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New patient consultations leave lasting impressions. Most new patients are pleasant; others are combative and difficult.  Regardless, every new encounter provides a foundation for your future relationship.  These moments build trust and loyalty if you can adequately understand the problem and clearly relay the diagnosis to the patient.  Most importantly, this newfound relationship is predicated on making the right diagnosis the first time. Only then can the patient enter into the correct treatment pathway.

Unfortunately, not all new patient presentations are straight-forward.  Some have holes in their stories, or the evaluation doesn’t match the history.  Frequently, there are additional questions that need to be answered through diagnostic tests, blood work, imaging, or record reviews. If we don’t gather all of the correct information and arrive at the right diagnosis, both you and your patient leave with an uneasy lasting impression.

Watch Dr. Steele explain new research regarding the current standard of care for diagnostic imaging.

Evidence-based chiropractors pride themselves on being efficient, effective, and following clinical practice guidelines.

Imaging is not intended to diagnose a patient; instead, it should be used to rule in or rule out differential considerations.  The use of clinical prediction rules and diagnostic clusters yield stronger diagnoses: many times with the same specificity and sensitivity of imaging.  When orthopedic tests are inconclusive, the history and mechanism of injury don’t add up, or there are red flags present, we must consider imaging to gather additional information.

A recent study by Jenkins et al. (2018) Found that imaging was inappropriately ORDERED or NOT ORDERED at alarming rates.  That’s right! In fact, physicians not only order imaging on people who don’t need it, but they don’t order imaging on the patients who do.  Let’s examine these findings and consider solutions you can make today to protect your patients, and yourself.

Finding 1:In patients referred for lumbar imaging, 34.8% were judged inappropriate by the absence of red flags for severe pathology, and 31.6% were judged inadequate by the criteria of no clinical suspicion of pathology.”

Solution 1: For a list of red flags and imaging recommendations, refer to the CONDITION REFERENCE section in ChiroUp and select your primary diagnosis. (Imaging recommendations are regularly updated and reviewed by DACBR chiropractors.)

Finding 2: “In patients presenting for care, imaging was inappropriately performed in 27.7% of cases when judged by the duration of the episode, 9.0% of cases when judged by the absence of red flags and 7.0% when judged by no clinical suspicion of pathology.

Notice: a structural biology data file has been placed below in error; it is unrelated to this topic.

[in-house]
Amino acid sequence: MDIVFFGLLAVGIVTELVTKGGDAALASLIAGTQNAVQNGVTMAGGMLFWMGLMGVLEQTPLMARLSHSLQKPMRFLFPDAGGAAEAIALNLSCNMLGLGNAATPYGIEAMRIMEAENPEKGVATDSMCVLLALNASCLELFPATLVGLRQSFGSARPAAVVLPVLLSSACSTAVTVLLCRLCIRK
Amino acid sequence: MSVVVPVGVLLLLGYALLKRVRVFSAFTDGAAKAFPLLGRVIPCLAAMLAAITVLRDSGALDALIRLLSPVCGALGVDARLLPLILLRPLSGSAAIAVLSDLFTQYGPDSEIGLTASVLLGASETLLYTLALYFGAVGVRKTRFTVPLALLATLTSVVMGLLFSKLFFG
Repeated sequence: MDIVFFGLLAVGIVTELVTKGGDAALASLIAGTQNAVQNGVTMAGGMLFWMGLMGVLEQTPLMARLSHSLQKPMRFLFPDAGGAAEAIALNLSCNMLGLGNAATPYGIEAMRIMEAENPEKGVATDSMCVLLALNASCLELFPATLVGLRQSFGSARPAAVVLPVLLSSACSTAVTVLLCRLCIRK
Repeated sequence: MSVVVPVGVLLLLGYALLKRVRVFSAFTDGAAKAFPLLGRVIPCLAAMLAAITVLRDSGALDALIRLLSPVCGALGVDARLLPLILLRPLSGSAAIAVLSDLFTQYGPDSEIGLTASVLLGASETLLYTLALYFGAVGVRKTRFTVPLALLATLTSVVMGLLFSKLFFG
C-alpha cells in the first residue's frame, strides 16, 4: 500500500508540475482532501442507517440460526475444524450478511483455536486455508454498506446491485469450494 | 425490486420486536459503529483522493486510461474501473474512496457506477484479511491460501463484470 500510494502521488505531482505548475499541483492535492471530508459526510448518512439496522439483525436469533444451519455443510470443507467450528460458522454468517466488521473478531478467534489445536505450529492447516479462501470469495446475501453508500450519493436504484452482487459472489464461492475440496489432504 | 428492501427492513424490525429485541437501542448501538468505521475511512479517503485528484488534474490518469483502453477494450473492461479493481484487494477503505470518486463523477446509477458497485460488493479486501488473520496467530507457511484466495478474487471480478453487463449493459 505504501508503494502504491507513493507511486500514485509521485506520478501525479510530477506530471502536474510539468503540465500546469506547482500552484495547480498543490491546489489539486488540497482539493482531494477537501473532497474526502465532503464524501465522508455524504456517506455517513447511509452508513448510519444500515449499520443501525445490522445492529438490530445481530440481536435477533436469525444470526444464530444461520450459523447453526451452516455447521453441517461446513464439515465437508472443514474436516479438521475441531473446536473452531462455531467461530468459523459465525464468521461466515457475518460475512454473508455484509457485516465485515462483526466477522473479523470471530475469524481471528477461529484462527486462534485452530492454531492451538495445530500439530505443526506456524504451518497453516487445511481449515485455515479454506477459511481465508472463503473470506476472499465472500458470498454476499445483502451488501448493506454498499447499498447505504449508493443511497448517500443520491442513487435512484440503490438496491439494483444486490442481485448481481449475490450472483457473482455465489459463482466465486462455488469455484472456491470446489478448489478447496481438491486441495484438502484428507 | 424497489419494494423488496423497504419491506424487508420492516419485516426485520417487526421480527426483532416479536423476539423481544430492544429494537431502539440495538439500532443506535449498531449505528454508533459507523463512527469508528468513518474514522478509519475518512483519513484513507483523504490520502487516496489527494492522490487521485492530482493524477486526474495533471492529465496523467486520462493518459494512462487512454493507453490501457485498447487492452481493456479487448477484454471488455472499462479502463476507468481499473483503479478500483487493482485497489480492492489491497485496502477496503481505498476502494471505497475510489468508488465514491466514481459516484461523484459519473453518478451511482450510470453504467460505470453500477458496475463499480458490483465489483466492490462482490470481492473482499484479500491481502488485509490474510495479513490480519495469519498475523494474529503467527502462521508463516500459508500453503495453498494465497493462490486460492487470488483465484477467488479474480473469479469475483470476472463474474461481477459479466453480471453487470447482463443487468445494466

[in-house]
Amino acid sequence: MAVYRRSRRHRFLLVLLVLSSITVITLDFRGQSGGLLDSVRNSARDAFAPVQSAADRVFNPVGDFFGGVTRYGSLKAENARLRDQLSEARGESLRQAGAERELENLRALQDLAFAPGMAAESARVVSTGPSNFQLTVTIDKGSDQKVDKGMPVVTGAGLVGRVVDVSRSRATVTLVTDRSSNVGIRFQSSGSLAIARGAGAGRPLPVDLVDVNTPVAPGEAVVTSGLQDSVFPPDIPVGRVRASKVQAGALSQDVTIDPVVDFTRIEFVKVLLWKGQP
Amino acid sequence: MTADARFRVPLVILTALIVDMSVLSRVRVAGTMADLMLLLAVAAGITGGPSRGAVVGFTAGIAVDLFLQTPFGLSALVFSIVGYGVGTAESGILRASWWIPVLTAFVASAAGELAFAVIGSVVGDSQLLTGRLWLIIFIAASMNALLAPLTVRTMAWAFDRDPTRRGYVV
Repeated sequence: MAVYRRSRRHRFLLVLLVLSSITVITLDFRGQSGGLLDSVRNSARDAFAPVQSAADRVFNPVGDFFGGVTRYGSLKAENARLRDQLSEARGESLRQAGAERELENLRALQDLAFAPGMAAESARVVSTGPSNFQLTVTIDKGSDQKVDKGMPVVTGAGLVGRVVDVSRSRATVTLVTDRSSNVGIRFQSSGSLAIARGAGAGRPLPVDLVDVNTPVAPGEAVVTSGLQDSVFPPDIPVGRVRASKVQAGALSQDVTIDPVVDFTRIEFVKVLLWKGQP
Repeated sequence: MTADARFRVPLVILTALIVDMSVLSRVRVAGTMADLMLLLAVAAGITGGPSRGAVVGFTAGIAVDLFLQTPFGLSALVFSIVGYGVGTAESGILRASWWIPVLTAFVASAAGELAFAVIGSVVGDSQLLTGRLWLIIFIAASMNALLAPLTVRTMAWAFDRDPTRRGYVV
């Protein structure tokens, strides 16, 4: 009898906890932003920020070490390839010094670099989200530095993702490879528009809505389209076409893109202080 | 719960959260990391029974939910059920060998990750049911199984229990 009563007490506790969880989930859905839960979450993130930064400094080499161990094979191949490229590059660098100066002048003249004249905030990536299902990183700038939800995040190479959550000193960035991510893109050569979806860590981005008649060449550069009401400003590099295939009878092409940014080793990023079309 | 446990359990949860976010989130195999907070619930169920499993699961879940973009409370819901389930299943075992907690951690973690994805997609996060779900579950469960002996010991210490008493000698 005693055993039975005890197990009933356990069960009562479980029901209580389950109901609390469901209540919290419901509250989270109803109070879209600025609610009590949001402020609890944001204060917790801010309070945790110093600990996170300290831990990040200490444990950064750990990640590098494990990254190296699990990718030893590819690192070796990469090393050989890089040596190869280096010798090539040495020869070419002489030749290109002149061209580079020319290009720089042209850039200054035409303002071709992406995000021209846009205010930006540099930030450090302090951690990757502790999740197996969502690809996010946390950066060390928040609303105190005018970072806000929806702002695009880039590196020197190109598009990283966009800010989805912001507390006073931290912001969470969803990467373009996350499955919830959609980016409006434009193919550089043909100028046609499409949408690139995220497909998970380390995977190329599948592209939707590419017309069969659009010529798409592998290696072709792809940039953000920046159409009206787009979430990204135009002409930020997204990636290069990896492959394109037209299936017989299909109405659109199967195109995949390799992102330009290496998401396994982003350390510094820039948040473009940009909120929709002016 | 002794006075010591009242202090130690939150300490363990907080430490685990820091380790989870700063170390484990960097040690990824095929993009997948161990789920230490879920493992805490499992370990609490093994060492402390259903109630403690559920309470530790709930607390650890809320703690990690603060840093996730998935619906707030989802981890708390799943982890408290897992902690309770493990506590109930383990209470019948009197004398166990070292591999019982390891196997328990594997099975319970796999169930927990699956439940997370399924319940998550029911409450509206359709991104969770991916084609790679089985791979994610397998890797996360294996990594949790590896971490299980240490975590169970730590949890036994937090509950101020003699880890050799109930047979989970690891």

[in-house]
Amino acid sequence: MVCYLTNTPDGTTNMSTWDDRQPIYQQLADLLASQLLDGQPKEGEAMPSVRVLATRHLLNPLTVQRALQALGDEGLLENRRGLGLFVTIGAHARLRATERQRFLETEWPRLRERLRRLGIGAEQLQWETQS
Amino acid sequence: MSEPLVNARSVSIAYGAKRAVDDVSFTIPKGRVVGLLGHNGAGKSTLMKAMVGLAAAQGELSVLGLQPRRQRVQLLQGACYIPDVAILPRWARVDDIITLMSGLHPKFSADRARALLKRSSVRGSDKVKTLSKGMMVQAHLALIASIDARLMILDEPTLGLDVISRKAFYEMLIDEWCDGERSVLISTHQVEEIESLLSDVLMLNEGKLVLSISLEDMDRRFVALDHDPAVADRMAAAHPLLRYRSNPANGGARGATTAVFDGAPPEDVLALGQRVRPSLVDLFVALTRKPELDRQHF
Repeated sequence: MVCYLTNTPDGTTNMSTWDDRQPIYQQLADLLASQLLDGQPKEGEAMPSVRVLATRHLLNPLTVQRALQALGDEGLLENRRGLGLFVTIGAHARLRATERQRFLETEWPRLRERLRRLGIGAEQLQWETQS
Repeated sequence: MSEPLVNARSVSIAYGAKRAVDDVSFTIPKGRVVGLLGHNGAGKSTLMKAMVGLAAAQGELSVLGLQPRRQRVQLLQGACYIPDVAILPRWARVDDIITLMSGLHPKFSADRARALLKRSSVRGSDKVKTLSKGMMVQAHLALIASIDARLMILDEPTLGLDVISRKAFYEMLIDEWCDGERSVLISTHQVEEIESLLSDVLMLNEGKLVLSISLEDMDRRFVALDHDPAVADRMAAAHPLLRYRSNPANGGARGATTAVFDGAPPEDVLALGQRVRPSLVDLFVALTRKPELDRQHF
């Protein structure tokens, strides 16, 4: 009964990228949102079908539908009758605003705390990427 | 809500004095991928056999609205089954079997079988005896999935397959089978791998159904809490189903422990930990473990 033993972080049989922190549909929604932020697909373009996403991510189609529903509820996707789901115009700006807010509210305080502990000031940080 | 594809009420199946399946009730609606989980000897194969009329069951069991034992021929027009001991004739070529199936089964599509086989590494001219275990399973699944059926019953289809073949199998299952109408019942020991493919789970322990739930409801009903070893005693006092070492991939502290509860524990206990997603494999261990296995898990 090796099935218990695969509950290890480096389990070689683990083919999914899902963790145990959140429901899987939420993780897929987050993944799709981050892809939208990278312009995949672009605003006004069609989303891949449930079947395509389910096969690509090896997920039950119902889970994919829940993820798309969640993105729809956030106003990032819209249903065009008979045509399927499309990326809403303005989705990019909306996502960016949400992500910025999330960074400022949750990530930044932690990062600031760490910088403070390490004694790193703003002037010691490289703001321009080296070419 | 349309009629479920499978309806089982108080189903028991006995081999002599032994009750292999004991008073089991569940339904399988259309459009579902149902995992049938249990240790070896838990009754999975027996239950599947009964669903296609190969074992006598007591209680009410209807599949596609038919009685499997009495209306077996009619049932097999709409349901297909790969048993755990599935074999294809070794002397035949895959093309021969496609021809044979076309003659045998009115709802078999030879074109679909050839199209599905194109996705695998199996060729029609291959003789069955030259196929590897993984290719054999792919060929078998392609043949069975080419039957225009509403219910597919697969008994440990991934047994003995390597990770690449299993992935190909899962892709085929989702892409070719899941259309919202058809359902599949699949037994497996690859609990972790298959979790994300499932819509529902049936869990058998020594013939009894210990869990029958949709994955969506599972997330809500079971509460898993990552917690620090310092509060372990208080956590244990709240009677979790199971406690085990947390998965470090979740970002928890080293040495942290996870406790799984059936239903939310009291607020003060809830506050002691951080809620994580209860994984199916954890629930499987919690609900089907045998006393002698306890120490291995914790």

Solution 2: Patients often respond well to care and show continual improvement in their subjective and objective findings.  If a patient is not meeting treatment goals or shows frequent relapses—imaging may be necessary.  Most peer-reviewed recommendations and insurance carriers cite 4-6 weeks of care before imaging.  If your clinical suspicion is high, never shy away from digging deeper sooner with imaging or other diagnostic tests.

Finding 3: “In patients presenting for care, imaging was NOT performed where appropriately indicated in 65.6% of patients who presented with red flags, and 60.8% with clinical suspicion of severe pathology.

Solution 3: Don’t dig your head in the sand and shun imaging in every case. In this study, over 60% of people with red flags or suspicious exam findings didn’t get imaged. Considered imaging for acute low back pain when there is clinical suspicion of severe pathology or surgery is being considered to address a specific pathology. The prevalence of threatening pathologies such as an infection or tumor is estimated to be the cause of LBP in less than 1% and 10% of presentations respectively. Editing your review of systems and exam forms to ask the rights questions or perform the right tests will also help in your diagnostic process.

There is a time and place for everything especially when establishing diagnoses that serve as the foundation for your care.  Don’t fall into a rut by performing the same tests, rendering the same diagnosis, and applying the same treatments to everyone.  There is a huge difference between treating someone and applying best practice care. Our number one responsibility to the patient is to diagnose them. That requires knowing what tests to perform or not to perform.  ChiroUp subscribers enjoy exam forms, up-to-date literature reviews, expert advice videos, and patient education that confidently guides them into making the right decisions.

Access our professions most innovative knowledge transfer database today with one CLICK.


Jenkins HJ, et al. Imaging for low back pain: is clinical use consistent with guidelines? A systematic review and meta-analysis The Spine Journal 2018

About the Author

Dr. Brandon Steele

Dr. Brandon Steele


Dr. Steele began his career at The Central Institute for Human Performance. Dr. Steele has trained with experts including Pavel Kolar, Stuart McGill, Brett Winchester, and Clayton Skaggs. He has been certified in Motion Palpation, DNS, ART, and McKenzie Therapy. Dr. Steele lectures extensively on clinical excellence and evidence-based musculoskeletal management. He currently practices in Swansea, IL and serves on the executive board of the ICS.

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